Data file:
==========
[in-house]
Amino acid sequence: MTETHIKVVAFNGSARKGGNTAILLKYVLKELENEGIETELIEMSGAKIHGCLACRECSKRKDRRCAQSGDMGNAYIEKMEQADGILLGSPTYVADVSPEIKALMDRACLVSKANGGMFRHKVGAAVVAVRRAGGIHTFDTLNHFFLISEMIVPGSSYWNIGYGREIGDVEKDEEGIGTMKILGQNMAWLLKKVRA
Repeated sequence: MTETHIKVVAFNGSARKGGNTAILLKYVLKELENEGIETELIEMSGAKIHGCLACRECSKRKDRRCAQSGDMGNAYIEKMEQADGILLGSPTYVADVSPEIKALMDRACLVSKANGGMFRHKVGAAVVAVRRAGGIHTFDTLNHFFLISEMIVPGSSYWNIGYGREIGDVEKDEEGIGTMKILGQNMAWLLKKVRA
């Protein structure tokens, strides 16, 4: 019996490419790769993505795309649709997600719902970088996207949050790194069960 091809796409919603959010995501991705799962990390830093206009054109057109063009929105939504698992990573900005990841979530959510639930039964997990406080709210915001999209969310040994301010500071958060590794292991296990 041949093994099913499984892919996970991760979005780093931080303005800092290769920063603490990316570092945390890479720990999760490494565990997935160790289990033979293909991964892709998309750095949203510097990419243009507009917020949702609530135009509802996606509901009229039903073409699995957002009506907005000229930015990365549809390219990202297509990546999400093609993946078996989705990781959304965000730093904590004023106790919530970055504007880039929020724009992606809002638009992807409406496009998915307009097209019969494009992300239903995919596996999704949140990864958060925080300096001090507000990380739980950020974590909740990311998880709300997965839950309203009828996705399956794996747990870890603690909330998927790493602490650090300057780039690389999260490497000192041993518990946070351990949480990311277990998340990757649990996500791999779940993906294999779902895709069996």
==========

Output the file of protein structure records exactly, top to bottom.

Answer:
[in-house]
Amino acid sequence: MTETHIKVVAFNGSARKGGNTAILLKYVLKELENEGIETELIEMSGAKIHGCLACRECSKRKDRRCAQSGDMGNAYIEKMEQADGILLGSPTYVADVSPEIKALMDRACLVSKANGGMFRHKVGAAVVAVRRAGGIHTFDTLNHFFLISEMIVPGSSYWNIGYGREIGDVEKDEEGIGTMKILGQNMAWLLKKVRA
Repeated sequence: MTETHIKVVAFNGSARKGGNTAILLKYVLKELENEGIETELIEMSGAKIHGCLACRECSKRKDRRCAQSGDMGNAYIEKMEQADGILLGSPTYVADVSPEIKALMDRACLVSKANGGMFRHKVGAAVVAVRRAGGIHTFDTLNHFFLISEMIVPGSSYWNIGYGREIGDVEKDEEGIGTMKILGQNMAWLLKKVRA
């Protein structure tokens, strides 16, 4: 019996490419790769993505795309649709997600719902970088996207949050790194069960 091809796409919603959010995501991705799962990390830093206009054109057109063009929105939504698992990573900005990841979530959510639930039964997990406080709210915001999209969310040994301010500071958060590794292991296990 041949093994099913499984892919996970991760979005780093931080303005800092290769920063603490990316570092945390890479720990999760490494565990997935160790289990033979293909991964892709998309750095949203510097990419243009507009917020949702609530135009509802996606509901009229039903073409699995957002009506907005000229930015990365549809390219990202297509990546999400093609993946078996989705990781959304965000730093904590004023106790919530970055504007880039929020724009992606809002638009992807409406496009998915307009097209019969494009992300239903995919596996999704949140990864958060925080300096001090507000990380739980950020974590909740990311998880709300997965839950309203009828996705399956794996747990870890603690909330998927790493602490650090300057780039690389999260490497000192041993518990946070351990949480990311277990998340990757649990996500791999779940993906294999779902895709069996």